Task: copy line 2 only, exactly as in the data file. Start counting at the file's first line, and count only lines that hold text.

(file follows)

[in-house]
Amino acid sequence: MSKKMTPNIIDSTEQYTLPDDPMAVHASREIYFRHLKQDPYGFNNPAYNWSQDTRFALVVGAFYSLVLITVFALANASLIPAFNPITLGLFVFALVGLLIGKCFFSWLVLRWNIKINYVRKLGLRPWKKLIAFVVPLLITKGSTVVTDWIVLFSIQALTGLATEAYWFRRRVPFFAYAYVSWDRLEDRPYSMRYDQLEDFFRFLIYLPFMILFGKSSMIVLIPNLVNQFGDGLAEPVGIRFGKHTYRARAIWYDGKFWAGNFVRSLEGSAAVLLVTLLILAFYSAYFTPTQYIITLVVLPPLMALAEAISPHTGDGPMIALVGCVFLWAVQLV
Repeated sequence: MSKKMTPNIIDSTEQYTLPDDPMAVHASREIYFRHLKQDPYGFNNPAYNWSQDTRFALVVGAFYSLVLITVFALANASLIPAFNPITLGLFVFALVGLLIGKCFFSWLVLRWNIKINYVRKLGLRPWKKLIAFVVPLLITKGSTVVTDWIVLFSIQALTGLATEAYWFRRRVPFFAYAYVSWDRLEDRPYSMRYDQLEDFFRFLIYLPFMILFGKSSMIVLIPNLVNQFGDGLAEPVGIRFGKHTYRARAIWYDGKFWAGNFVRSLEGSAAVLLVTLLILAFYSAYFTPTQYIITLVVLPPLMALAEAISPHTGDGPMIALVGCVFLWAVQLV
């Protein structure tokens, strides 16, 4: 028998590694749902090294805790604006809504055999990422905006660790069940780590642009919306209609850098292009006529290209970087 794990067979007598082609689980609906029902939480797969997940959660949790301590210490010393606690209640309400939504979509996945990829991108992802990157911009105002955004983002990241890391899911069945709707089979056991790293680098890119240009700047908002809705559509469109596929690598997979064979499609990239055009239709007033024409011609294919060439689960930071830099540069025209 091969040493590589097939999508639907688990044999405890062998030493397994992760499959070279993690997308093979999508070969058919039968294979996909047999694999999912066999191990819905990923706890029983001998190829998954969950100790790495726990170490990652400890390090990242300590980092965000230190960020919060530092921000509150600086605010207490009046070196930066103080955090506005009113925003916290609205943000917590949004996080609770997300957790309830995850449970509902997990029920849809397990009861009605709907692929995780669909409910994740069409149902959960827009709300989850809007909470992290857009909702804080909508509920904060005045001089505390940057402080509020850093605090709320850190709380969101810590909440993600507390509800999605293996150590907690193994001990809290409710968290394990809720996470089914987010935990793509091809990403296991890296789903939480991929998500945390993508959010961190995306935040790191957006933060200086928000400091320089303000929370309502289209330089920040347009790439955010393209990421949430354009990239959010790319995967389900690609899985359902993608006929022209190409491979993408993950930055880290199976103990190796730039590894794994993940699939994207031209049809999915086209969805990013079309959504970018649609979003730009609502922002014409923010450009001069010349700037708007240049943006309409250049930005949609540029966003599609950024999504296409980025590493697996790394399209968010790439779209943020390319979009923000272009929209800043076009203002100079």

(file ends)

Amino acid sequence: MSKKMTPNIIDSTEQYTLPDDPMAVHASREIYFRHLKQDPYGFNNPAYNWSQDTRFALVVGAFYSLVLITVFALANASLIPAFNPITLGLFVFALVGLLIGKCFFSWLVLRWNIKINYVRKLGLRPWKKLIAFVVPLLITKGSTVVTDWIVLFSIQALTGLATEAYWFRRRVPFFAYAYVSWDRLEDRPYSMRYDQLEDFFRFLIYLPFMILFGKSSMIVLIPNLVNQFGDGLAEPVGIRFGKHTYRARAIWYDGKFWAGNFVRSLEGSAAVLLVTLLILAFYSAYFTPTQYIITLVVLPPLMALAEAISPHTGDGPMIALVGCVFLWAVQLV